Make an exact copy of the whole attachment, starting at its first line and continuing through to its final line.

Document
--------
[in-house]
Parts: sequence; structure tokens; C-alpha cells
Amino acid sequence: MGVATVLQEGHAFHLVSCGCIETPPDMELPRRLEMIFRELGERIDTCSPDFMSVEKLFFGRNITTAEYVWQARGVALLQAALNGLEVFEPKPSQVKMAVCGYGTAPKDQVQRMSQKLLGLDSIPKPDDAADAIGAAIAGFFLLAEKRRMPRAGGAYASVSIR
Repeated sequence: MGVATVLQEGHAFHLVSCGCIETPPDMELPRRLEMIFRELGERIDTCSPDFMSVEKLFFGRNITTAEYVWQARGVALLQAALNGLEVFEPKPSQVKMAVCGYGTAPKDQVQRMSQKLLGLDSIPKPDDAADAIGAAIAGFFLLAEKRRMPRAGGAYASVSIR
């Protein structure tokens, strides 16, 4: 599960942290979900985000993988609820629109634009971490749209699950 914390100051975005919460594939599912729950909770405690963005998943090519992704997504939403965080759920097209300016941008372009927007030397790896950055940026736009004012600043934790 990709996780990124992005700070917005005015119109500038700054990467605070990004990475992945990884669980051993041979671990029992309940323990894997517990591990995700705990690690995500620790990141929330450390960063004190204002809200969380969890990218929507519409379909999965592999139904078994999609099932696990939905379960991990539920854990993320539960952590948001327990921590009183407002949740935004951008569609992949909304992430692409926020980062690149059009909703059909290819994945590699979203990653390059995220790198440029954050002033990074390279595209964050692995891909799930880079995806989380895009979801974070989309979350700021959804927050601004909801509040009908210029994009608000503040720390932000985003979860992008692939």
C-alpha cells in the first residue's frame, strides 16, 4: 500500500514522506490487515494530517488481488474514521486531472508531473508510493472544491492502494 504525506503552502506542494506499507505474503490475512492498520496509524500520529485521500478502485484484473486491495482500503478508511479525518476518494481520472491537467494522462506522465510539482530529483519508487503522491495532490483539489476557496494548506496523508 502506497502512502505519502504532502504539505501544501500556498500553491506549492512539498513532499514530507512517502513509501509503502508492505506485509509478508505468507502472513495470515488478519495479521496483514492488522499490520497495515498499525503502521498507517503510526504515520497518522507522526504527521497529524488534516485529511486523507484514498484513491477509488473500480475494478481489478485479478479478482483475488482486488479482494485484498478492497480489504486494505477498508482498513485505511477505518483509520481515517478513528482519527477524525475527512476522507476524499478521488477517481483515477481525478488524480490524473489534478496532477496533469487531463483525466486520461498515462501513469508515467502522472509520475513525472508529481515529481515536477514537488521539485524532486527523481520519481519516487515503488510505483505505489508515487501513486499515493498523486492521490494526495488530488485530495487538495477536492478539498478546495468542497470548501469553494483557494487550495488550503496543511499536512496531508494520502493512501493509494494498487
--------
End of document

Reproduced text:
[in-house]
Parts: sequence; structure tokens; C-alpha cells
Amino acid sequence: MGVATVLQEGHAFHLVSCGCIETPPDMELPRRLEMIFRELGERIDTCSPDFMSVEKLFFGRNITTAEYVWQARGVALLQAALNGLEVFEPKPSQVKMAVCGYGTAPKDQVQRMSQKLLGLDSIPKPDDAADAIGAAIAGFFLLAEKRRMPRAGGAYASVSIR
Repeated sequence: MGVATVLQEGHAFHLVSCGCIETPPDMELPRRLEMIFRELGERIDTCSPDFMSVEKLFFGRNITTAEYVWQARGVALLQAALNGLEVFEPKPSQVKMAVCGYGTAPKDQVQRMSQKLLGLDSIPKPDDAADAIGAAIAGFFLLAEKRRMPRAGGAYASVSIR
């Protein structure tokens, strides 16, 4: 599960942290979900985000993988609820629109634009971490749209699950 914390100051975005919460594939599912729950909770405690963005998943090519992704997504939403965080759920097209300016941008372009927007030397790896950055940026736009004012600043934790 990709996780990124992005700070917005005015119109500038700054990467605070990004990475992945990884669980051993041979671990029992309940323990894997517990591990995700705990690690995500620790990141929330450390960063004190204002809200969380969890990218929507519409379909999965592999139904078994999609099932696990939905379960991990539920854990993320539960952590948001327990921590009183407002949740935004951008569609992949909304992430692409926020980062690149059009909703059909290819994945590699979203990653390059995220790198440029954050002033990074390279595209964050692995891909799930880079995806989380895009979801974070989309979350700021959804927050601004909801509040009908210029994009608000503040720390932000985003979860992008692939």
C-alpha cells in the first residue's frame, strides 16, 4: 500500500514522506490487515494530517488481488474514521486531472508531473508510493472544491492502494 504525506503552502506542494506499507505474503490475512492498520496509524500520529485521500478502485484484473486491495482500503478508511479525518476518494481520472491537467494522462506522465510539482530529483519508487503522491495532490483539489476557496494548506496523508 502506497502512502505519502504532502504539505501544501500556498500553491506549492512539498513532499514530507512517502513509501509503502508492505506485509509478508505468507502472513495470515488478519495479521496483514492488522499490520497495515498499525503502521498507517503510526504515520497518522507522526504527521497529524488534516485529511486523507484514498484513491477509488473500480475494478481489478485479478479478482483475488482486488479482494485484498478492497480489504486494505477498508482498513485505511477505518483509520481515517478513528482519527477524525475527512476522507476524499478521488477517481483515477481525478488524480490524473489534478496532477496533469487531463483525466486520461498515462501513469508515467502522472509520475513525472508529481515529481515536477514537488521539485524532486527523481520519481519516487515503488510505483505505489508515487501513486499515493498523486492521490494526495488530488485530495487538495477536492478539498478546495468542497470548501469553494483557494487550495488550503496543511499536512496531508494520502493512501493509494494498487